Tenco is one of New Zealand’s largest exporters of forest products. We have built to this position since 1991 when the company was set up to export lumber to growing Asian export markets. Experience and reputation count; from small beginnings Tenco has become the largest independent exporter of New Zealand lumber and New Zealand’s 4th largest log exporter. Tenco has a regular shipping program of their own log vessels and in combination with these and other ships currently calls at 7 New Zealand ports (5 North Island and 2 South Island).
Tenco buys standing forests. Tenco currently has a number of forests which they purchased at harvestable age to log over a number of years for export and domestic markets. Tenco also regularly buys smaller tracts of forest to harvest immediately or immature forests to hold until harvest time. Tenco is interested in broadening the base of owners from whom it purchases forests and stands of trees. A deal with Tenco is a certain transaction. The owner and Tenco will agree on a value of the tree crop and then Tenco will pay this amount to the owner either in a lump sum amount or on rate per volume unit out-turn from the forest depending on the nature of the tree crop.
Tenco knows there are a lot of farmers who have trees that are close or ready to harvest and will be asking themselves how they should proceed with the sale of their trees. For some farmers the kind of certain transaction with money in the bank could well be appealing. Tenco is actively interested in buying harvestable forests or trees from areas including all the North Island (except the Gisborne and East Coast districts) and Nelson & Marlborough in the South Island .
If you own a forest in this area (16 years and older) and are ready to enter into this kind of agreement Tenco is interested to develop something with you.
Please contact: Josh.Bannan@tenco.co.nz
Work: +64 7 357 5356 Mobile: +64 21 921 595 www.tenco.co.nz
Tackling Agriculture's Carbon Footprint
The Ministry of Agriculture and Forestry's recently released study on the likely impact of the emissions trading scheme (ETS) on agriculture has, understandably, created considerable alarm in farming circles. Under the conditions prevailing in 2006/7, sheep, beef and deer farming are definitely at risk if the ETS is extended to agriculture in the planned manner.
Press Release from the NZ Farm Forestry Association
But people should read the whole study says NZ Farm Forestry President Patrick Milne. The they will see that tree planting can offer a solution, partial under some scenarios, but total under other conditions. With 20% of a sheep and beef property in forestry, there would be surplus carbon credits available for sale and at $50/tonne for carbon, this results in a significant lift in profitability.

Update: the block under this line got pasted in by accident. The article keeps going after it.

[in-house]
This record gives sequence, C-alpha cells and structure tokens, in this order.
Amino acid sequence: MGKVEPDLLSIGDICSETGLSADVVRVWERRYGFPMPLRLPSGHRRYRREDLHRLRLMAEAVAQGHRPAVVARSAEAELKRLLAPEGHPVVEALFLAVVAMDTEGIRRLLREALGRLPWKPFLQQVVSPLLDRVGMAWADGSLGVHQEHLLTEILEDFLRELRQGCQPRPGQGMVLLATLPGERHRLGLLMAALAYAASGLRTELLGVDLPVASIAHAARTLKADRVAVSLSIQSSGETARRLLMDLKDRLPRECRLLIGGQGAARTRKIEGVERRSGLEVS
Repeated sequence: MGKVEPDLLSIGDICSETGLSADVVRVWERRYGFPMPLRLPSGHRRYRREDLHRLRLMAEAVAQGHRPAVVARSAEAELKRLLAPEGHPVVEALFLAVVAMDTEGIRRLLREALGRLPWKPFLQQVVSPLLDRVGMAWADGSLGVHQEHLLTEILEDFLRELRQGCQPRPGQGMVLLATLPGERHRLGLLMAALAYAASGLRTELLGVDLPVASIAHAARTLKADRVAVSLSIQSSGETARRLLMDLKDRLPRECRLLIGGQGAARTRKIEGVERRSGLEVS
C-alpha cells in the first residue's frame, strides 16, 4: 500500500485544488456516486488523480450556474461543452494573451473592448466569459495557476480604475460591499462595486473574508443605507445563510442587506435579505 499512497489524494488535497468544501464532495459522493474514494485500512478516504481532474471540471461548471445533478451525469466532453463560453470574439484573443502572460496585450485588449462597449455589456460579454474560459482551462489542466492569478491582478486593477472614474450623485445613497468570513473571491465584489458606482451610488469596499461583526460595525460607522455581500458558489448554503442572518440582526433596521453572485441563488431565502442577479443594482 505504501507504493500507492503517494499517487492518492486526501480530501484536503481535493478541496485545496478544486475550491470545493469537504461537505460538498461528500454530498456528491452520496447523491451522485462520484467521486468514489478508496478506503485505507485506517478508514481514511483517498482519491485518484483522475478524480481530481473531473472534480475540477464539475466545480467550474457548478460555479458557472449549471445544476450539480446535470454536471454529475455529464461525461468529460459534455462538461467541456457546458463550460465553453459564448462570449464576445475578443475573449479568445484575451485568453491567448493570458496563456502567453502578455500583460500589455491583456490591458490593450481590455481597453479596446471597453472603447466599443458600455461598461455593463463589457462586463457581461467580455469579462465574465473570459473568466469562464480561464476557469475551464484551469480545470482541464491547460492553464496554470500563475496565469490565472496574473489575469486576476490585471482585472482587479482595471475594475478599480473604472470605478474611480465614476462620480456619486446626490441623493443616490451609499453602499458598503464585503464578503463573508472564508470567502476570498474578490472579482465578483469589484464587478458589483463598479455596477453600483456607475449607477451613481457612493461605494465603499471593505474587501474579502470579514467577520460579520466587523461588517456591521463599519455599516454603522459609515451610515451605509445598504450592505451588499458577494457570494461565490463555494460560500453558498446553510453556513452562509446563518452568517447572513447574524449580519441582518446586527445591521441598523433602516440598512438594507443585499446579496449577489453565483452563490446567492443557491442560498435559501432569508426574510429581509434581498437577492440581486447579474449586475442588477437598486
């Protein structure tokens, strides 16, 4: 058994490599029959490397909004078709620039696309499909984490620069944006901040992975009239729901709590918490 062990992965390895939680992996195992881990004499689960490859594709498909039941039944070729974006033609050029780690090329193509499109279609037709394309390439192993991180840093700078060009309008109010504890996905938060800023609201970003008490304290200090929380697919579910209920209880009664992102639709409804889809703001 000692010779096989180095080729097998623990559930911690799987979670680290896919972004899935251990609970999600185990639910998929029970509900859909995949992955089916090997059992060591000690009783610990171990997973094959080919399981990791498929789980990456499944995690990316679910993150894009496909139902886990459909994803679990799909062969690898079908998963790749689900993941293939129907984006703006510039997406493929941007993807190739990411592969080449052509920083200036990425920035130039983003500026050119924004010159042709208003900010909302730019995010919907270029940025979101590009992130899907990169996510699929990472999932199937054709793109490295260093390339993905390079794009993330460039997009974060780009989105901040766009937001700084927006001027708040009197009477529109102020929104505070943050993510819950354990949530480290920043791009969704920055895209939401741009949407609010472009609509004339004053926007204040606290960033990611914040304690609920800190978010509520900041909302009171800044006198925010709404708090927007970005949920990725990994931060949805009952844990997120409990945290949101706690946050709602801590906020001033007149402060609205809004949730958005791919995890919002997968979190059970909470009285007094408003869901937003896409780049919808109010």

Afforestation should not be considered in isolation, but it must be a key part of any strategy to tackle agricultural emissions states Mr Milne.
The question is whether having 20% of sheep and beef properties in forestry is realistic says Mr Milne. In many cases the answer is definitely yes; there are farm foresters who have 20% or more of their properties in forestry without seriously under-mining their livestock operations.
Certainly, having 10% of current sheep and beef country in forestry, roughly balancing emissions for 30-40 years, is a very reasonable objective claims Mr Milne. This would mean afforesting around 1 million hectares, which happens to be the area of highly erodible hill country that the most conservative researchers consider should be under tree cover. Others quote significantly higher figures.
There is, within New Zealand, at least 1 million hectares of low productivity, highly erodible, often weed infested, pastoral land that could be afforested without significantly impacting on stock numbers. Indeed, the experience amongst some farm foresters is that by focusing inputs onto their better land they may actually increased stock numbers and/or performance.
Meanwhile there are other environmental gains as well as soil conservation including improved water quality, biodiversity and shelter. There are a diversity of production species and also natives that could and should be included in any afforestation programme says Mr Milne. It need not, and should not, be blanket radiata pine plantings.
Planting a million hectares is not an impossible dream claims Mr Milne, after all 600,000 hectares was planted in the 1990s. However work needs to get under way quickly and assistance will be needed for financially stretched farmers.
Ironically, says Mr Milne, some of the more seriously exposed land owners may well be the longer established farm foresters - the 'early adopters' who established their woodlots and forests before 1990 and thus do not qualify for carbon credits. Has the Government thought about how it might handle these cases?
For further information contact:
Patrick Milne: 03 312 6599, or 0274 710 224
or Denis Hocking: 06 322 1254, or 021 051 4479